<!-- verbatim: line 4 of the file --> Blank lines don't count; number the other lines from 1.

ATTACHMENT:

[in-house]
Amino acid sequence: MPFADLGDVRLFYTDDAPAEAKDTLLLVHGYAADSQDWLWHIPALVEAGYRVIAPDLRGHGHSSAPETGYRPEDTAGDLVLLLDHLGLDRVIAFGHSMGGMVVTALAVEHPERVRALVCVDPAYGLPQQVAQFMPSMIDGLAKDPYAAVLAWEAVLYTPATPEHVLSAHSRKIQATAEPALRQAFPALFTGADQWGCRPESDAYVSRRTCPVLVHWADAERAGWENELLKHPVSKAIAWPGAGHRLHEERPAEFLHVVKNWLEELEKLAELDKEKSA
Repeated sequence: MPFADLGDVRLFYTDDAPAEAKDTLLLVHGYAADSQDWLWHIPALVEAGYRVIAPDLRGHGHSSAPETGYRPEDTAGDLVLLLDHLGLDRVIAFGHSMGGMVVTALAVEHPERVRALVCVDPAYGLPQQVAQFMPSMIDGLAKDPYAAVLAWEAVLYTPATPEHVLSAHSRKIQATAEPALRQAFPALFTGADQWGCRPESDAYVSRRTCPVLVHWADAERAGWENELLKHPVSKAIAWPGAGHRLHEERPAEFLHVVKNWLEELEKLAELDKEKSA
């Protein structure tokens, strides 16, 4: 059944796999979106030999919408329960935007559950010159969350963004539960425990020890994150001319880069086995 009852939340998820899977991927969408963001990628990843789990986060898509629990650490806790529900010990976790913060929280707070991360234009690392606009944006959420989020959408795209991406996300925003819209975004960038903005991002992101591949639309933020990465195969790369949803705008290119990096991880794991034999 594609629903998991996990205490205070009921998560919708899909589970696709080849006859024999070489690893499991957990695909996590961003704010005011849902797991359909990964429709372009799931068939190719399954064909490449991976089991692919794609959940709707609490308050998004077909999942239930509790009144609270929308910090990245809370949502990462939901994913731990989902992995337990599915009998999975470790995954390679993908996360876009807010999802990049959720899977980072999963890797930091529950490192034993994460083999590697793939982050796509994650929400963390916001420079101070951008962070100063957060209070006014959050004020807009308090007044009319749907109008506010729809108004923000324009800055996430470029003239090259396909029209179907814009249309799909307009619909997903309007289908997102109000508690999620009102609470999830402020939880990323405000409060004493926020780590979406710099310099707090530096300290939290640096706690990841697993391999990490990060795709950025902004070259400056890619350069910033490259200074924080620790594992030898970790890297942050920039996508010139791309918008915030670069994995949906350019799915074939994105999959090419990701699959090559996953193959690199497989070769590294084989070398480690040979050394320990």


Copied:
């Protein structure tokens, strides 16, 4: 059944796999979106030999919408329960935007559950010159969350963004539960425990020890994150001319880069086995 009852939340998820899977991927969408963001990628990843789990986060898509629990650490806790529900010990976790913060929280707070991360234009690392606009944006959420989020959408795209991406996300925003819209975004960038903005991002992101591949639309933020990465195969790369949803705008290119990096991880794991034999 594609629903998991996990205490205070009921998560919708899909589970696709080849006859024999070489690893499991957990695909996590961003704010005011849902797991359909990964429709372009799931068939190719399954064909490449991976089991692919794609959940709707609490308050998004077909999942239930509790009144609270929308910090990245809370949502990462939901994913731990989902992995337990599915009998999975470790995954390679993908996360876009807010999802990049959720899977980072999963890797930091529950490192034993994460083999590697793939982050796509994650929400963390916001420079101070951008962070100063957060209070006014959050004020807009308090007044009319749907109008506010729809108004923000324009800055996430470029003239090259396909029209179907814009249309799909307009619909997903309007289908997102109000508690999620009102609470999830402020939880990323405000409060004493926020780590979406710099310099707090530096300290939290640096706690990841697993391999990490990060795709950025902004070259400056890619350069910033490259200074924080620790594992030898970790890297942050920039996508010139791309918008915030670069994995949906350019799915074939994105999959090419990701699959090559996953193959690199497989070769590294084989070398480690040979050394320990």